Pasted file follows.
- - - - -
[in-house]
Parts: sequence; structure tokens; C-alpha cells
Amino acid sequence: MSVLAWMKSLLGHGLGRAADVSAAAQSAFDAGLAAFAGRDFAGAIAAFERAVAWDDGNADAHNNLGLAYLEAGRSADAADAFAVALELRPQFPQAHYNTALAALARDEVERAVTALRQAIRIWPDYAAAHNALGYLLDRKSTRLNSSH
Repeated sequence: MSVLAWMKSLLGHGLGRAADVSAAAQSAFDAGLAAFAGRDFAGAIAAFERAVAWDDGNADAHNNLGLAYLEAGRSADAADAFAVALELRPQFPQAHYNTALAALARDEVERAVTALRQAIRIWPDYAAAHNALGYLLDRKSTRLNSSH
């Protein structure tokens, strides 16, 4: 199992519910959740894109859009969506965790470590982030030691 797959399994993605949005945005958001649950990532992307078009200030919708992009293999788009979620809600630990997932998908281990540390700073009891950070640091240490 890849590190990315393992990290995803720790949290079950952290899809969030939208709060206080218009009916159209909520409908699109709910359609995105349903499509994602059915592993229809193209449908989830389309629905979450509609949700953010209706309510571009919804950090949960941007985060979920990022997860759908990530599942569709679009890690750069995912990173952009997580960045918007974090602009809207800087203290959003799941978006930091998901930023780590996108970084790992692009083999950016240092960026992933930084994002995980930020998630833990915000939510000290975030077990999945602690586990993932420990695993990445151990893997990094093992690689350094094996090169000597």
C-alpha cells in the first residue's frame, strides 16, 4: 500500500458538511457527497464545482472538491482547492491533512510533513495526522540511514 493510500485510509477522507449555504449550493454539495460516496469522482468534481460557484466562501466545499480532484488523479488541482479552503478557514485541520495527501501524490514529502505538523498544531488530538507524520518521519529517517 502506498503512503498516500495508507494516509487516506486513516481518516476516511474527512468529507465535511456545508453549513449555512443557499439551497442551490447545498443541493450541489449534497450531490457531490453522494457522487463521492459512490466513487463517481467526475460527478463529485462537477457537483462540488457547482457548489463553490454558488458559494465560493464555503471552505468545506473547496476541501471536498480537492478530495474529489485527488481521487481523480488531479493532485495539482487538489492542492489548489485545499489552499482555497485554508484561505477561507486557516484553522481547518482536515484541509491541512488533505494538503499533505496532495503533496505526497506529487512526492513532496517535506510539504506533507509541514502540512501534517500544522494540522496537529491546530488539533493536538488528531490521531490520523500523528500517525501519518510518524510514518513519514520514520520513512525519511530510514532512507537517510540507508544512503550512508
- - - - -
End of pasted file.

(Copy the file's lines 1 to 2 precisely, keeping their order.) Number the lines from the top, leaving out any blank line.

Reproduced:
[in-house]
Parts: sequence; structure tokens; C-alpha cells